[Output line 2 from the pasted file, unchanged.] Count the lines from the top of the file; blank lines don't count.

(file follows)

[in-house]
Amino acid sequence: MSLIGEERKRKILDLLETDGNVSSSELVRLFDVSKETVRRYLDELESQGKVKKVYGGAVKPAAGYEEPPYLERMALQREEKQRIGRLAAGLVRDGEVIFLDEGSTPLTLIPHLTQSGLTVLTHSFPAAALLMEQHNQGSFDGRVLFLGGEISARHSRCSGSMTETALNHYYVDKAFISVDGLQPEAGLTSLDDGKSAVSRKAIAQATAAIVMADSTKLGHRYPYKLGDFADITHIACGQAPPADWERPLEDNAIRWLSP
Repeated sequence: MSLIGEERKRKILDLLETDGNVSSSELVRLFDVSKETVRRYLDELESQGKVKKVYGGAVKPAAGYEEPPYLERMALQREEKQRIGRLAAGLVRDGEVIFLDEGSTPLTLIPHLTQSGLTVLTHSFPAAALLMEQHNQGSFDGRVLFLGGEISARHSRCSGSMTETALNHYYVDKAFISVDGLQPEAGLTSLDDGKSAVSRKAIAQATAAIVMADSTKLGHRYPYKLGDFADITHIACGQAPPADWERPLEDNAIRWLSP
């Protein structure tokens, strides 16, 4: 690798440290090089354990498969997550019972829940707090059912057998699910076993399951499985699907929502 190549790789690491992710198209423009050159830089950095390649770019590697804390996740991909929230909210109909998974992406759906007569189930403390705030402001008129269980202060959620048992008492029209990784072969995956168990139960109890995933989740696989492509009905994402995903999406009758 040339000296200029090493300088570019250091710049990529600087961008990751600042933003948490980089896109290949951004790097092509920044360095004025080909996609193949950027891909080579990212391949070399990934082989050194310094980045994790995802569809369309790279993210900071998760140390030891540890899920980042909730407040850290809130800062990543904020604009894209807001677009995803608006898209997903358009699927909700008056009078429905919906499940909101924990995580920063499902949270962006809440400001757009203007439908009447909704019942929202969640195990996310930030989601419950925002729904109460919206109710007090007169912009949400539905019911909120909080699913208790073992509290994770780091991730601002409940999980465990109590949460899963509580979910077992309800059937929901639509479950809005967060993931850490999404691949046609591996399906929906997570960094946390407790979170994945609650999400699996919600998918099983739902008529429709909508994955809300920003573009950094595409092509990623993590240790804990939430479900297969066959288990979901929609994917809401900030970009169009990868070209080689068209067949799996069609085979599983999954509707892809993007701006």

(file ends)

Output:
Amino acid sequence: MSLIGEERKRKILDLLETDGNVSSSELVRLFDVSKETVRRYLDELESQGKVKKVYGGAVKPAAGYEEPPYLERMALQREEKQRIGRLAAGLVRDGEVIFLDEGSTPLTLIPHLTQSGLTVLTHSFPAAALLMEQHNQGSFDGRVLFLGGEISARHSRCSGSMTETALNHYYVDKAFISVDGLQPEAGLTSLDDGKSAVSRKAIAQATAAIVMADSTKLGHRYPYKLGDFADITHIACGQAPPADWERPLEDNAIRWLSP